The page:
With Round One of the presidential election now over, Costa Rica is at a pivotal moment in its history. At the most violent extreme, the Ukraine is undergoing the same historic choice: Do citizens want transparent institutions, secure property rights and an impartial rule of law? Or does money and influence remain the standard to measure success in government?
The surprise ascent of Luis Guillermo Solis to the lead gives promise to reform many of the anomalies the expat community experiences here in Guanacaste. Conventional wisdom suggests that those who voted against the long-time incumbent PLN Sunday February 2 will vote against the PLN on April 6. Why is this important to the expat community?
In sum, the issue is the professionalism in government to offer even-handed, dispassionate administration and enforcement of the law. As an example, let us look at the highly respected Environmental Performance Index (EPI) of 132 countries. The rankings for Central America in 2012 posted Costa Rica among the “strongest performers” (#5), Nicaragua as a “strong performer” (#35) along with the United States, (#49).
Now, two years later, Costa Rica has slipped from 5th in the world to 54th mirroring Nicaragua’s descent from 35th to 90th while the United States improved its position from 49th to 33rd. Costa Rica’s worst offenses have been in areas where objective expertise and smart investment are the most important: Water (AyA) and energy production practices (ICE). Once the envy of the world, the Costa Rican brand for environmental stewardship has been damaged and will negatively impact tourism, immigration and its trade balance.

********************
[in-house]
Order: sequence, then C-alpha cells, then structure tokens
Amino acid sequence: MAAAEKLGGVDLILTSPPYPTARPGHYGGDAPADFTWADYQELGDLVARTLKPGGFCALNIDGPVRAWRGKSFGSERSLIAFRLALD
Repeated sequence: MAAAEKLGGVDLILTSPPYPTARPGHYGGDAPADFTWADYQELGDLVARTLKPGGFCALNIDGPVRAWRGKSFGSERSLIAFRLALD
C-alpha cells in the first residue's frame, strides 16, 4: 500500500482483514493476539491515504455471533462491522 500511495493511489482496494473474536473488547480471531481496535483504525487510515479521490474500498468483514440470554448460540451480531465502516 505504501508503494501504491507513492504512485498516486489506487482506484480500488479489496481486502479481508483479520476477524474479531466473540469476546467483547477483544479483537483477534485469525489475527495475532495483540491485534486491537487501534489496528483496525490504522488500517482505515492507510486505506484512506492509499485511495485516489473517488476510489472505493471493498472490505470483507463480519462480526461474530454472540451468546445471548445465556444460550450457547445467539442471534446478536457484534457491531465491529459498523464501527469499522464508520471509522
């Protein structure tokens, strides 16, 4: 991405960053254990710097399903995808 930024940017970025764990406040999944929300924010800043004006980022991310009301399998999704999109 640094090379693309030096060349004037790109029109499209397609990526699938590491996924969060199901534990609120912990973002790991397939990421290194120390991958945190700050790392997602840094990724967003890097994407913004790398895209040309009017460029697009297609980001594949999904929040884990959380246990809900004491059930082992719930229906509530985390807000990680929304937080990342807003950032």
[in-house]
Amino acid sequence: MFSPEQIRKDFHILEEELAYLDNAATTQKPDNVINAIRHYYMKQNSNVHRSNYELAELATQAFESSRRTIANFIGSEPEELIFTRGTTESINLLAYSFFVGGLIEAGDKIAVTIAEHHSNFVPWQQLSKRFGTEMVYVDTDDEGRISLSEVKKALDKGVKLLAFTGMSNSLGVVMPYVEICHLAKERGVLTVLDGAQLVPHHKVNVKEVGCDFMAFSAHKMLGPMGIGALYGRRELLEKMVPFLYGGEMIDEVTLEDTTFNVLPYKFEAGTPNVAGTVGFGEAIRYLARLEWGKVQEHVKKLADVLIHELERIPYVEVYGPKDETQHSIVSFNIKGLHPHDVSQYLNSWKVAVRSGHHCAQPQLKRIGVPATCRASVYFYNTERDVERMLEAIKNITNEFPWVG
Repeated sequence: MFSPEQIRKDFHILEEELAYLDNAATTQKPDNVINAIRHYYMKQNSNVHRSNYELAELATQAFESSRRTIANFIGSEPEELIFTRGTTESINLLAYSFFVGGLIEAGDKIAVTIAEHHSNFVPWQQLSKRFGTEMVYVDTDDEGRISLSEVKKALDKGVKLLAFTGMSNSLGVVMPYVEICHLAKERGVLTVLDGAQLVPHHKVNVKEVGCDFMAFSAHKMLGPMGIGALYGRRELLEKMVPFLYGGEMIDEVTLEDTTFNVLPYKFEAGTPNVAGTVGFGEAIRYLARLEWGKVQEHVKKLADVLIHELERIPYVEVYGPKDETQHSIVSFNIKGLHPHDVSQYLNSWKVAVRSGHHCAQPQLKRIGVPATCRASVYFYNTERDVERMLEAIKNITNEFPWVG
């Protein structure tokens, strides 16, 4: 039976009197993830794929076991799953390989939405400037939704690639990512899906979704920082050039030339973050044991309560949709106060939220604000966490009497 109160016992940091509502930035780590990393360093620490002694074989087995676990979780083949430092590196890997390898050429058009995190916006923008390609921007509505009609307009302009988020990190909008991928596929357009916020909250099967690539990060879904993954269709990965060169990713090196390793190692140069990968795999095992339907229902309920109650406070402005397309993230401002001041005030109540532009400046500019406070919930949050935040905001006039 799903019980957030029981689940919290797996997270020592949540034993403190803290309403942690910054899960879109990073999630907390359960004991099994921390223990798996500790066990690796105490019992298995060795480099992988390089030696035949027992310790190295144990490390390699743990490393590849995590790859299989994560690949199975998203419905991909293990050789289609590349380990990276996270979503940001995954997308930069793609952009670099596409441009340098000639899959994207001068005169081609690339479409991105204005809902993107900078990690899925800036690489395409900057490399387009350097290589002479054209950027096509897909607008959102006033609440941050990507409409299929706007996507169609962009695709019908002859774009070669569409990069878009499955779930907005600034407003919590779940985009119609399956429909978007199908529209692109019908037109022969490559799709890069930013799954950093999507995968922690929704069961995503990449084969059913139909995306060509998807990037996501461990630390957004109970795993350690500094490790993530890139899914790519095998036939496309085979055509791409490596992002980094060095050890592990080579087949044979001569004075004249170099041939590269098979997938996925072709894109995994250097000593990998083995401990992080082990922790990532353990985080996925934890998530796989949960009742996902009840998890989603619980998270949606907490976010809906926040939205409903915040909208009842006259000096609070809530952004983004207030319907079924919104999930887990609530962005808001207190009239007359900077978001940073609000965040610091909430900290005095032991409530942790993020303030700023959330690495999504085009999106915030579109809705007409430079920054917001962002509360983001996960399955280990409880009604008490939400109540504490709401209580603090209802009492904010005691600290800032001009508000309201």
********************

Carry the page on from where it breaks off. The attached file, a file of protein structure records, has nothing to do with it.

Like Kiev, San Jose must wake up to its problems and secure the will and expertise to return to a reasonable standard. For Kiev, it’s a choice between Europe and Russia. For Costa Rica, it’s a choice between becoming more like its Central American neighbors or more like the nations of the EU and North America. With Costa Ricans choosing wisely, Nosara could reap the benefits of rule of law.